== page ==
Wel­come in our gar­den


Out from my par­ents’ kitchen win­dow is a view that ri­vals that from any nat­u­ral­ist’s hide.

Just steps away perched up high in the porch’s climb­ing rose is a black­bird’s nest. The ba­bies, half grown, sit with mouths agape partly due to hunger, but also in an at­tempt to cool off un­der the hot plas­tic roof­ing. Their at­ten­tive par­ents have de­vel­oped nifty ways of fly­ing un­der and up to come and go from their nest and avoid hu­mans sit­ting on the deck be­low.

It nearly wasn’t to be, with the first nest-build­ing at­tempt by the hus­band re­jected by the fe­male as she in­spected his ef­forts one day. In dis­gust, he later came back and fu­ri­ously tore the whole thing apart.

My fa­ther gave a hand and nailed a tim­ber plat­form com­plete with car­pet for grip and in­stalled a wooden sun-shade. The pair once again built a nest which was quickly filled with a clutch of eggs. De­spite the sun-shade not be­ing quite big enough, the fam­ily are thriv­ing, safe from cats, with a gar­den sup­ply­ing look- out points from the trees and plenty of worms.

Birds are a great joy and use­ful friend in the gar­den, even though they may scratch up seeds, eat fruit and poo on out­door fur­ni­ture.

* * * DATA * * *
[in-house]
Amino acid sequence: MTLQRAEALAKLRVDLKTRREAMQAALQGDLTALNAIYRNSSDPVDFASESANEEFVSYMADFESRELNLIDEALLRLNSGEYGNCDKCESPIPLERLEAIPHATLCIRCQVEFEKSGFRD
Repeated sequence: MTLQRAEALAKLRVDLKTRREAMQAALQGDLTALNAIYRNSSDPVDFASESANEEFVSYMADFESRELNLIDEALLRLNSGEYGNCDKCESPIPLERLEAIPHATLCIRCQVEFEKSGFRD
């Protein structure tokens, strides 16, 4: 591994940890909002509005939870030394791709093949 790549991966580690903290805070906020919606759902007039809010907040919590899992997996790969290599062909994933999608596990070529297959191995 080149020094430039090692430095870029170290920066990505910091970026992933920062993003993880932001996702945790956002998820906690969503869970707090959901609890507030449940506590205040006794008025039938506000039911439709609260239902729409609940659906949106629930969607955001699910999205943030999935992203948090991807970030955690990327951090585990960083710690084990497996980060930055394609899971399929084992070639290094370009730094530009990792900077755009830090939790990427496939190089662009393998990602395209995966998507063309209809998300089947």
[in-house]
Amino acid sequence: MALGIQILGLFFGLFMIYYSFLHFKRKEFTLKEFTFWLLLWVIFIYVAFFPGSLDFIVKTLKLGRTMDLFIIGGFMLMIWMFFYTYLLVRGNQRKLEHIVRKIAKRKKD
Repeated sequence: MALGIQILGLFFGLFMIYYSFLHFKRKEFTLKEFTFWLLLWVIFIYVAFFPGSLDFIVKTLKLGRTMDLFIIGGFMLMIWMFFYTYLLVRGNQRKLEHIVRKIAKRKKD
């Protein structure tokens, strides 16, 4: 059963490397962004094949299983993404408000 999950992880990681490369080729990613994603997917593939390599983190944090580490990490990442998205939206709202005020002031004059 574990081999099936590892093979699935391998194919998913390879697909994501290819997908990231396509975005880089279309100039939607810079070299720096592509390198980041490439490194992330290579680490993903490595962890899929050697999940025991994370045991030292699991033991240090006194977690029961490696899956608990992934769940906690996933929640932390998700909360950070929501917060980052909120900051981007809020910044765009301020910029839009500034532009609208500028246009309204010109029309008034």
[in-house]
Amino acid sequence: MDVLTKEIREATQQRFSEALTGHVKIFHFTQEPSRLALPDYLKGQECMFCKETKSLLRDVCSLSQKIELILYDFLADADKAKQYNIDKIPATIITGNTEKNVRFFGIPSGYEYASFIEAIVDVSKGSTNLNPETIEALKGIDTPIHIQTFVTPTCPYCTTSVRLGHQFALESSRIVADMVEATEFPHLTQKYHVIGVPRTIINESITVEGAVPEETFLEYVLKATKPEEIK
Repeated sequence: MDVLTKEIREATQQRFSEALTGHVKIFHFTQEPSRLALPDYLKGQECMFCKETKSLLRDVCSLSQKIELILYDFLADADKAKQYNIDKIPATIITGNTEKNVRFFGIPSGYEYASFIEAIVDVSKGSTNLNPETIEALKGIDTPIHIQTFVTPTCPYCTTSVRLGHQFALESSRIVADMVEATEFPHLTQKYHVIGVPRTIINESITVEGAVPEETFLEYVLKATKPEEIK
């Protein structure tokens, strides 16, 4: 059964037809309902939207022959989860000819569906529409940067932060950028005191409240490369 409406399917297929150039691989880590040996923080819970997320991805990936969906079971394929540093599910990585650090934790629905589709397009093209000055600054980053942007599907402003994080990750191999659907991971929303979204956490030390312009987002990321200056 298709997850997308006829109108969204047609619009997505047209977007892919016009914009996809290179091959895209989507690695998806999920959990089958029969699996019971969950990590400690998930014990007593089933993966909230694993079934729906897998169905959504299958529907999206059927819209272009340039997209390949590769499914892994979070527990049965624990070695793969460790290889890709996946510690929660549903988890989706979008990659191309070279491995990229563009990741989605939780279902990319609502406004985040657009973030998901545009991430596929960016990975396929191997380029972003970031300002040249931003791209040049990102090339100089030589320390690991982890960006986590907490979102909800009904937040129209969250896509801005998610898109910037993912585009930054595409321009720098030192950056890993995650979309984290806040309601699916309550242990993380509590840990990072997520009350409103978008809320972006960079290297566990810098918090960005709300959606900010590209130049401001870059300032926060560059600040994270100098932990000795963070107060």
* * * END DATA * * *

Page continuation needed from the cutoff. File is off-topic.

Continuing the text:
A sim­ple feeder of a slice of tim­ber hung near a win­dow makes an in­ter­est­ing live show as dif­fer­ent birds come to eat the scraps of­fered to them – just don’t feed them cake, as they might de­velop a taste and like my par­ents’ long-term res­i­dent black­bird, swoop inside and help them­selves off the ta­ble.

Pro­vid­ing bird nest­ing houses is a good way to en­cour­age birds into your gar­den and star­ling boxes can be nailed to trees and fence tops where cats are un­likely to reach them. Dur­ing sum­mer a bird bath can be­come a hub for bird life in your gar­den – like a wa­ter-cooler in an of­fice is for hu­mans – ev­ery­one con­gre­gates there for re­fresh­ment and so­cial contact.

A bath can be as sim­ple as a hol­lowed out log placed on a ta­ble.

If you do come across a bird’s nest in your gar­den, be wary about ap­proach­ing it. A scared-off par­ent bird may not come back and young chicks, left alone, will die. Once fledglings of black­bird and thrush leave the nest, they live on the ground for a while, scut­tling in the un­der­growth while their par­ents continue to feed them.

It is at this time they are most vul­ner­a­ble to preda­tor at­tack and eas­ily fall prey to cats and dogs. A bell on a cat’s col­lar can help warn of ap­proach­ing dan­ger.

Thrush are a wel­come song­bird as is the tiny grey war­bler which can some­times be ob­served preen­ing and emit­ting its sil­very-bells song. If you are for­tu­nate to have fan­tails and sil­vereyes in your gar­den, then pro­vid­ing them with dense shrub­bery is a good way to en­cour­age them to nest. Sil­ver­eye will re­pay you by pick­ing cater­pil­lars and other in­sects from your veg­eta­bles in sum­mer.


Hun­gry: Black­bird fledglings await their next in­stal­ment of worms.

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